There's Porky the giant octopus. There's a lady statue with a watermelon on her head. There's a room wallpapered from floor to ceiling with photos of flowers, sitting behind colonial art.
And in the middle of the NGV, past corridors of scurrying curators putting together one of the city's biggest-ever exhibitions, a temple to women is being built. From sequins. From Los Angeles.
House of Heroines is being created on site, from instructions by LA artist Lara Schnitger. Credit:Jason South
House of Heroines, an installation by Dutch-American artist Lara Schnitger, is likely to be a conversation starter when the NGV Triennial opens later this month. You enter a large, calm, rectangular space, enveloped by warm sequinned panels. Sketched outlines of women, made by brushing the fabric into patterns, are reminiscent of Egyptian hieroglyphs or a Greek frieze.
It's all pretty fabulous. Then you notice the details: slogans like Do Not Let the Boys Win. Lick My Legs. My Other Car is a Broom. A Dress is Not a Yess.
"There's a lot of female empowerment here," says Schnitger, over the phone from LA. "I wanted to make the room like, if you step into this temple as a woman you feel really celebrated and respected. There is a very positive energy, a proudness of who you are."
Detail: House of Heroines.Credit:Jason South
Schnitger's art, says the NGV media kit, aims to "explore the boundaries of socially accepted femininity and the aspects of this regarded as obscene or taboo". The slogans were created for Suffragette City, in which women paraded her sculptures through LA in a street performance-cum-protest march.
But Schnitger doesn't want to come across angry – rather she hopes it will be "a lot of joy, and fun, and a little different".
Donna Zuckerberg, a classics scholar (and sister of Facebook's founder), was invited to write about the piece for the exhibition's official book and rued the "loss of the social experience of art" in the pandemic. She quoted an ancient Greek line: "Salvation is in the hands of women". Schnitger's work is part of a movement that transforms female solidarity and sexuality into political power.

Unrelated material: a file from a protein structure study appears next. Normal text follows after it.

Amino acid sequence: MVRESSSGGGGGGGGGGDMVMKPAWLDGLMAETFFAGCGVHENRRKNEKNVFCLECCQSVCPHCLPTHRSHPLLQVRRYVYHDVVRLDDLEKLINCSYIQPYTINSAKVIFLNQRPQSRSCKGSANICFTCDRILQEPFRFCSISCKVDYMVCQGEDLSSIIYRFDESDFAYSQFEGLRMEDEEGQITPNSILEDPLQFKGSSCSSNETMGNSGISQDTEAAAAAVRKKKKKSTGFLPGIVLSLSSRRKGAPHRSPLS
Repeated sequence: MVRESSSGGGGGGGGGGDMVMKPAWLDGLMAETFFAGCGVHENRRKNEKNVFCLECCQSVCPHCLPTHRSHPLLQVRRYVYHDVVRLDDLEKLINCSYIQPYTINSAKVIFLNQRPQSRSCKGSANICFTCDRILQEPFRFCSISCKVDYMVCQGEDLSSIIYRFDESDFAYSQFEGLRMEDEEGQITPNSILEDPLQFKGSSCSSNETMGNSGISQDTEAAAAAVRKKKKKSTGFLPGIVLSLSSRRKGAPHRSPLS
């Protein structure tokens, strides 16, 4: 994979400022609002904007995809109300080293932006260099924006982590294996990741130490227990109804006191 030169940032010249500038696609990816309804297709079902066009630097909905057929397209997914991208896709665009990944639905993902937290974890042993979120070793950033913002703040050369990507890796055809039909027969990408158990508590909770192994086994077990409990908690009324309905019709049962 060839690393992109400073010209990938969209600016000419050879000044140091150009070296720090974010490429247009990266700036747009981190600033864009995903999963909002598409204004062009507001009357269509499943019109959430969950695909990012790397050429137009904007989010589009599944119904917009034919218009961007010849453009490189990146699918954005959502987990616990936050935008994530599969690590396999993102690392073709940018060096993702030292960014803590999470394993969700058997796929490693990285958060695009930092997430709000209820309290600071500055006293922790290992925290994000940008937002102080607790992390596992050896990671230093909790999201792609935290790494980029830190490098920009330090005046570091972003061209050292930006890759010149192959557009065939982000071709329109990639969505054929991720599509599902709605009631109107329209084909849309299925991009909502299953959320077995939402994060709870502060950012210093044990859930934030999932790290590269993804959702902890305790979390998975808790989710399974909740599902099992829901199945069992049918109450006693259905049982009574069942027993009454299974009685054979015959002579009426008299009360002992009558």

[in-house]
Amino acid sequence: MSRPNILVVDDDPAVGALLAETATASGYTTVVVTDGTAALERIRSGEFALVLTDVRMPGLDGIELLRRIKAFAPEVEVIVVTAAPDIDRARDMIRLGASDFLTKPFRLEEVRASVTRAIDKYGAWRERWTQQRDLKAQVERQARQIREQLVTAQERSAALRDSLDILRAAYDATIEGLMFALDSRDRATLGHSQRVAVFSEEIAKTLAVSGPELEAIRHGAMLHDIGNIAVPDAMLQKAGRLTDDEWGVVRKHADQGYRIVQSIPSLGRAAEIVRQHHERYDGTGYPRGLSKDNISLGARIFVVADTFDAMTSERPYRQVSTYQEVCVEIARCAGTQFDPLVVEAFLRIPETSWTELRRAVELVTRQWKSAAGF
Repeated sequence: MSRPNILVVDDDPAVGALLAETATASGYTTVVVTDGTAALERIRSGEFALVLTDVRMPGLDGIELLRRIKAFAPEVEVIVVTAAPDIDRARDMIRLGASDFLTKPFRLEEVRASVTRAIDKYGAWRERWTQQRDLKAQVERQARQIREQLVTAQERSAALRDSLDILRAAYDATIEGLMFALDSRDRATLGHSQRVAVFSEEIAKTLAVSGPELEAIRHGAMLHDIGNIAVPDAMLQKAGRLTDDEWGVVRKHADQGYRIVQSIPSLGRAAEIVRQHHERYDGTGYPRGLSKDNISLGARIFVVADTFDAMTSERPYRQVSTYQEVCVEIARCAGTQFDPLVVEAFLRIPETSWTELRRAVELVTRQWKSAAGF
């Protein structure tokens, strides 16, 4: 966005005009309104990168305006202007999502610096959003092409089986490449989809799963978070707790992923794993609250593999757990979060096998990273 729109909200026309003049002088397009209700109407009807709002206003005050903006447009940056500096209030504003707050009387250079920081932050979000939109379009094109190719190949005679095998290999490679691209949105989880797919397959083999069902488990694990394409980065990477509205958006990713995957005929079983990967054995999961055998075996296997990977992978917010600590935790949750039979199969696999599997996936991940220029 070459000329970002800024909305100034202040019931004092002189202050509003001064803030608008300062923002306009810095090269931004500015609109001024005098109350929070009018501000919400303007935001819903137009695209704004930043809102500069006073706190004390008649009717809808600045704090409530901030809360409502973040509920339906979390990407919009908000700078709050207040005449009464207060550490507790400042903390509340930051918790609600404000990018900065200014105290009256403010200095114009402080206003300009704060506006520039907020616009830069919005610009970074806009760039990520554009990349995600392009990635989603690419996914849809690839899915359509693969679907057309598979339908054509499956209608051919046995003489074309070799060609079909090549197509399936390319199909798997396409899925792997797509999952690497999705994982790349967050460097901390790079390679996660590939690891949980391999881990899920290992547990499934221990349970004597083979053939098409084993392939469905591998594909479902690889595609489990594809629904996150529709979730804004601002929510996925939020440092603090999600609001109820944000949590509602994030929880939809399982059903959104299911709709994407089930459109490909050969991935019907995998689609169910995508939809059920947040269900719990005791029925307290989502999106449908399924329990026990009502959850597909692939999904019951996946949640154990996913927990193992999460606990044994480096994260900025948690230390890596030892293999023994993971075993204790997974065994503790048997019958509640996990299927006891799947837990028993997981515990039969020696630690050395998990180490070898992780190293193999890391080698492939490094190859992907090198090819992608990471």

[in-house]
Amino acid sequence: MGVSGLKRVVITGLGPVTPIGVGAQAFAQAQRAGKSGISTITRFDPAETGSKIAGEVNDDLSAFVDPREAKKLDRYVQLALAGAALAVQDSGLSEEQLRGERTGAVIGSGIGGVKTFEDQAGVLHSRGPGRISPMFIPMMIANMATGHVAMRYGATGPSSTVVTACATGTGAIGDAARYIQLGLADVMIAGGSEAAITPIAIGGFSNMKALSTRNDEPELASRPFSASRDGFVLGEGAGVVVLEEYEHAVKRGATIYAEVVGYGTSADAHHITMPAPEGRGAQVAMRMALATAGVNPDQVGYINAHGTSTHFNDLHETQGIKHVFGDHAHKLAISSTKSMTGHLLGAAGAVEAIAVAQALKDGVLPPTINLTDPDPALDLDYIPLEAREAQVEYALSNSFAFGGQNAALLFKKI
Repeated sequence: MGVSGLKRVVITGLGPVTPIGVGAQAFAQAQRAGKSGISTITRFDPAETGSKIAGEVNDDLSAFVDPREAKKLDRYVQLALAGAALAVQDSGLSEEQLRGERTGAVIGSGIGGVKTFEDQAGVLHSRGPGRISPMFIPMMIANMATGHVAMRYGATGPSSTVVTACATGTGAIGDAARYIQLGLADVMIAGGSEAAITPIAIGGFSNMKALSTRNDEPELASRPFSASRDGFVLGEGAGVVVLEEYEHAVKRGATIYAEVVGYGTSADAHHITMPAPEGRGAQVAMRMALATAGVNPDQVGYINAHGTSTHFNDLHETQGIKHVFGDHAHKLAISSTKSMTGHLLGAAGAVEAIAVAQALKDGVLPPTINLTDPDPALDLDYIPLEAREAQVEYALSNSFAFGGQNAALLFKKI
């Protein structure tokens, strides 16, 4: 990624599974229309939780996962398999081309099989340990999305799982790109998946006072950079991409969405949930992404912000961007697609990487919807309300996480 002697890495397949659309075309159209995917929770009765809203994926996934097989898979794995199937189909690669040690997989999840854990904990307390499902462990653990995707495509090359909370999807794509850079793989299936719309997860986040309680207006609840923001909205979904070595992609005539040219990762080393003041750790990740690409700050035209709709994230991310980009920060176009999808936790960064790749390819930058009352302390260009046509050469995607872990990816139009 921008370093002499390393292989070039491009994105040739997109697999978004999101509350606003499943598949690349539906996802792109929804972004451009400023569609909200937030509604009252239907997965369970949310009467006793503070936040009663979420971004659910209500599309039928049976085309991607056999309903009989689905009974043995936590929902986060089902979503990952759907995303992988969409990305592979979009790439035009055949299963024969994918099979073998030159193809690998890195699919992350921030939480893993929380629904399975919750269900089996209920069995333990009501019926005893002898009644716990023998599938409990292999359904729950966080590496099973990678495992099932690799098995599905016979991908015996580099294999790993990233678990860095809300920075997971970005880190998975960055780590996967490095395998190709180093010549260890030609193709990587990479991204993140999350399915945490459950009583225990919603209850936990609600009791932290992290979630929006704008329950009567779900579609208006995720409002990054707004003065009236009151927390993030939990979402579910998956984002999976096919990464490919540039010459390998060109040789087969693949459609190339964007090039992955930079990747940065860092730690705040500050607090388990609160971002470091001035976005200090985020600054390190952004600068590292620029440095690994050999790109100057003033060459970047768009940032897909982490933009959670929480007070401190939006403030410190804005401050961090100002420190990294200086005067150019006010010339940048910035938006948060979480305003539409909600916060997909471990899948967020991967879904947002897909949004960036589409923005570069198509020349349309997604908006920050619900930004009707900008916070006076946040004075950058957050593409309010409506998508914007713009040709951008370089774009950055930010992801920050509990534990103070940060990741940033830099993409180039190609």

But Schnitger's hands are idle. Usually she would be in the room, responding to the space as the artwork came to life. Instead she had to photograph it in LA then ship the material to Melbourne, where curators projected her images over the panels and recreated it.
"I do feel it's my hands, I'm there, if somebody is following my direction I do feel I'm really present in the work," says Schnitger. "But I also mentioned to the installer to have fun with it, and feel your own vibe with it."
Fallen Fruit, by David Allen Burns and Austin Young, is also part of the upcoming NGV Triennial. Credit:Jason South
The installer, Nadya Sinyutina, was indeed having fun – it was a "meditative experience" tracing over Schnitger's projections, she said.
But the artist would much rather be there.
"As an artist you're already lonely, in the studio," she says. "I made this with almost no assistance – there are a lot of lockdowns in LA and you're very lonely. An exhibition is usually a moment to step out into the light and meet some people. Then you can go back in your cave.
"But now you're all the time in the cave."
The NGV Triennial runs from December 19 to April 18.
Most Viewed in Culture
Source: Read Full Article